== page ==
Study finds reduced suspension rates using empathetic discipline program and MTSS

Removing students from the classroom through exclusionary discipline practices like suspensions and expulsions has been proven to negatively impact academic achievement and disproportionately affect specific groups including students of color, low-income children, LGBTQ youth, males and students with disabilities.

Those trends proved true on the 2022 California School Dashboard, which found that suspensions rates for foster youth were “very high” and rates for African American, American Indian and homeless students, as well as students with disabilities, was “high.”

Research has found that bias plays into these trends, but a recent report from the UCLA Center for the Transformation of Schools says that while “we have learned a great deal about bias and how it may contribute to these inequities, recent analyses show a sobering lack of effectiveness in controlling these biases or to ‘de-bias’ individuals.”

The report explores the effects of an empathetic discipline program — an intervention for teachers that is designed to mitigate the consequences of bias on their students’ education outcomes — being implemented through Multi-Tiered System of Supports (MTSS) networks in a large and diverse school district. Researchers found that the program meaningfully reduced yearlong suspension rates and mitigated racial disparities within them.

The study

The empathetic discipline program was implemented in 20 schools across 17 cities in one of the 20 largest school districts in the United States through the district’s MTSS. The MTSS specialists served as school facilitators responsible for introducing the program and monitoring participation at each school. Half of each school’s math teachers were trained online for the intervention, while the other half of participating teachers were assigned materials that focused on how technology use could improve student engagement.

Compared to the control group focused on technology and student engagement, the empathic discipline program reduced yearlong suspension rates by 2.4 percentage points and mitigated racial disparities in suspensions by 45 percent, or a reduction of 5.6 percentage points.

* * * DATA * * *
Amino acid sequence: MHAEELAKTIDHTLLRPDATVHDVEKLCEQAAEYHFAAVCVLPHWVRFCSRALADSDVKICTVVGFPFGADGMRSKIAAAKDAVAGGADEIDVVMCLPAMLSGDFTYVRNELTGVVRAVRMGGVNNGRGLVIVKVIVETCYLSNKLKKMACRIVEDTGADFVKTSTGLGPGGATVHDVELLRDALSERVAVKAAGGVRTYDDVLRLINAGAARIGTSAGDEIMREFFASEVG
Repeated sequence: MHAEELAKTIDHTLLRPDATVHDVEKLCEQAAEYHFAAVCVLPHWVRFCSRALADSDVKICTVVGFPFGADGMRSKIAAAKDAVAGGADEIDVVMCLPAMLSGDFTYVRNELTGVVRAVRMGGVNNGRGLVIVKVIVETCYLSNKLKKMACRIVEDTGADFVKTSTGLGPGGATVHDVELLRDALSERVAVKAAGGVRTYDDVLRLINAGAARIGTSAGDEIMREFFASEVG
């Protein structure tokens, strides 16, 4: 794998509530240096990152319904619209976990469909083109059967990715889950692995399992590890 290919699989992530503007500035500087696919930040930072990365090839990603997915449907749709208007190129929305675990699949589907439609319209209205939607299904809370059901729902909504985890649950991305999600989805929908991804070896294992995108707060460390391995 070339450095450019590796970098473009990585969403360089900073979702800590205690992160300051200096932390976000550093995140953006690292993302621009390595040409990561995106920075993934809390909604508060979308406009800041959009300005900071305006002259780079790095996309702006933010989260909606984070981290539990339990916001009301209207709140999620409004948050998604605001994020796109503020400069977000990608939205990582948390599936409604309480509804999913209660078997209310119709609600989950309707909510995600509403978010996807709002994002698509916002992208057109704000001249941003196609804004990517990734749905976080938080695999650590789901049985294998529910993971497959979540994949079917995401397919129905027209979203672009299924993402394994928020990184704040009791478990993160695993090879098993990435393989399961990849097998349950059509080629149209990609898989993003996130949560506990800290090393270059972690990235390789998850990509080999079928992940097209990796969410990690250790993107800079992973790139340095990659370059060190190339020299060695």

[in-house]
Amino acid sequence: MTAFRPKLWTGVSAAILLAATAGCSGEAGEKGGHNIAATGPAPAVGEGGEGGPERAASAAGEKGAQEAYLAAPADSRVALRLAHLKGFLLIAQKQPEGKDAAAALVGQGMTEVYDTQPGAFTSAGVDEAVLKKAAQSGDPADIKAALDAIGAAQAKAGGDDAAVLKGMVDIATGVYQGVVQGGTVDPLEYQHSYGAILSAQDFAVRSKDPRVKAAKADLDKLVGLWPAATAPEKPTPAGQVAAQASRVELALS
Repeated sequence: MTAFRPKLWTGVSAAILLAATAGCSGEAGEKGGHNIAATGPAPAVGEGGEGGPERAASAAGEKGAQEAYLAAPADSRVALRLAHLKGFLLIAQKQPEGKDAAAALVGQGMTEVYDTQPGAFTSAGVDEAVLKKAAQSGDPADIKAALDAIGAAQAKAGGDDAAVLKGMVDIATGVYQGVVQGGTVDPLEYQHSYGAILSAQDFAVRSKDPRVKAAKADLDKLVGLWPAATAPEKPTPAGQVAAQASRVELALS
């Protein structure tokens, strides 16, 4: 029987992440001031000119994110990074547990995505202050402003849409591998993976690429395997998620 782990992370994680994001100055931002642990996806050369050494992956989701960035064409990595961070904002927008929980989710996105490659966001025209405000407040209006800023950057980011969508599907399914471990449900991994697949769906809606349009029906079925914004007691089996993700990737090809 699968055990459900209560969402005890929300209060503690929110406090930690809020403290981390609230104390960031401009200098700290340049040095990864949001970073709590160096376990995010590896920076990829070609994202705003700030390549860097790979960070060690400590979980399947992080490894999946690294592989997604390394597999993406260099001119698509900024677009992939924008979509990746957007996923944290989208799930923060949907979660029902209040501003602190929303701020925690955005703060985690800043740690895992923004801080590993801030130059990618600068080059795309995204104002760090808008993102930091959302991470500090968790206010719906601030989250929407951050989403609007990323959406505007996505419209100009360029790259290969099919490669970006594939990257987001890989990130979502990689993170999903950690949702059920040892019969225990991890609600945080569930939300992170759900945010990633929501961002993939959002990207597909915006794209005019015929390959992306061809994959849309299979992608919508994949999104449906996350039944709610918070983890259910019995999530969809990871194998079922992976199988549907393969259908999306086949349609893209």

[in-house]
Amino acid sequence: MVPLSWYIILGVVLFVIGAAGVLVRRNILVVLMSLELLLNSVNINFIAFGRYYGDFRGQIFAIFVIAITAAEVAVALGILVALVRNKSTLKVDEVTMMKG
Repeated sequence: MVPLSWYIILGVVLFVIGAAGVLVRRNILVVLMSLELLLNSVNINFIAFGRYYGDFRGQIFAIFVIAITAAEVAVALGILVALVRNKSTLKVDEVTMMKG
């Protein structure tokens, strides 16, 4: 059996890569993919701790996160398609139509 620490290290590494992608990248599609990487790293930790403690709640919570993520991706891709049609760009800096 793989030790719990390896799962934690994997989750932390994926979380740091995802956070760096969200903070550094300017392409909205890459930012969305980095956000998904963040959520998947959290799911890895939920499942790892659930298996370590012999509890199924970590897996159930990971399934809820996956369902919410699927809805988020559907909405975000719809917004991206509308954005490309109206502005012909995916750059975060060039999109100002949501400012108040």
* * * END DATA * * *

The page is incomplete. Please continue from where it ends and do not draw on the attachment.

“For policy, these findings suggest that MTSS can effectively implement an empathic discipline program across many schools and by doing so can reduce discipline problems for all students and mitigate racial disparities in those suspension rates,” the report concludes. “Further, the findings from the comparison (control) groups indicate that the default mindset is a punitive one that contributes to high rates of exclusionary discipline (i.e., suspensions that remove students from the learning environment).”

Recommendations include:

  • Put systems and structures in place — ideally through MTSS — to provide teachers an opportunity to get to know and build meaningful relationships with students.
  • Develop more scalable mindset interventions like empathic discipline that can be implemented through typical professional development schedules.
  • Regularly analyze suspension rates to determine triumphs and challenges with implementation programs to mitigate discipline problems and disparities.
  • Determine contextual factors that provide affordances for an empathic discipline to be effective (e.g., support from district and school leaders).
  • Consider methods to strategically integrate mindset approaches like empathic discipline with structural approaches like restorative practices and skill-building approaches like cultural competency to mitigate discipline problems and to sustain the mitigation.